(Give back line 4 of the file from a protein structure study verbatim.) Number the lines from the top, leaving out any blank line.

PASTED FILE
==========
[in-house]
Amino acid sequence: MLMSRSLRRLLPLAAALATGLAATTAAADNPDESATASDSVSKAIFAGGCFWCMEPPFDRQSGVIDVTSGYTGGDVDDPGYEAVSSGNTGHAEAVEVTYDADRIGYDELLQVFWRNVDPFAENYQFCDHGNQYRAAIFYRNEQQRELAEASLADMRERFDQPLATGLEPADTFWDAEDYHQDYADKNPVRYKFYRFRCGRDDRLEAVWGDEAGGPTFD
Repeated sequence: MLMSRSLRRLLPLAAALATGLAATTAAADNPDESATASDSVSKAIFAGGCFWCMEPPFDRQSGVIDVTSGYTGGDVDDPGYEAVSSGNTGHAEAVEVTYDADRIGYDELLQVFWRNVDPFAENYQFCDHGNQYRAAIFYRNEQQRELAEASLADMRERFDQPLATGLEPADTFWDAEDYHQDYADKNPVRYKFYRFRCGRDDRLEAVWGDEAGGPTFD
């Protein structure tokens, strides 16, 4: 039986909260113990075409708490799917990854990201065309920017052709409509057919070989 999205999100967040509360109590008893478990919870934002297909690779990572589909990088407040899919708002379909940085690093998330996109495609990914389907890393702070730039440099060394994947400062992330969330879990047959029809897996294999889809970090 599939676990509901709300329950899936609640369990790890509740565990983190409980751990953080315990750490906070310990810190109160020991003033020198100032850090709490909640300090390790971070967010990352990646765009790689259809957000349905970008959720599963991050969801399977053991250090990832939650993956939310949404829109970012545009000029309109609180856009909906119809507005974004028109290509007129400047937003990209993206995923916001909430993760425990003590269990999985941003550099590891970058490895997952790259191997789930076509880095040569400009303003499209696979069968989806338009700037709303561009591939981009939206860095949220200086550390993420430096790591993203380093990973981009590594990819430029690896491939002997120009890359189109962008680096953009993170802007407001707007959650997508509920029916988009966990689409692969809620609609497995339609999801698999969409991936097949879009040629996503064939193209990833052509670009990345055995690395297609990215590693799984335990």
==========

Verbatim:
């Protein structure tokens, strides 16, 4: 039986909260113990075409708490799917990854990201065309920017052709409509057919070989 999205999100967040509360109590008893478990919870934002297909690779990572589909990088407040899919708002379909940085690093998330996109495609990914389907890393702070730039440099060394994947400062992330969330879990047959029809897996294999889809970090 599939676990509901709300329950899936609640369990790890509740565990983190409980751990953080315990750490906070310990810190109160020991003033020198100032850090709490909640300090390790971070967010990352990646765009790689259809957000349905970008959720599963991050969801399977053991250090990832939650993956939310949404829109970012545009000029309109609180856009909906119809507005974004028109290509007129400047937003990209993206995923916001909430993760425990003590269990999985941003550099590891970058490895997952790259191997789930076509880095040569400009303003499209696979069968989806338009700037709303561009591939981009939206860095949220200086550390993420430096790591993203380093990973981009590594990819430029690896491939002997120009890359189109962008680096953009993170802007407001707007959650997508509920029916988009966990689409692969809620609609497995339609999801698999969409991936097949879009040629996503064939193209990833052509670009990345055995690395297609990215590693799984335990």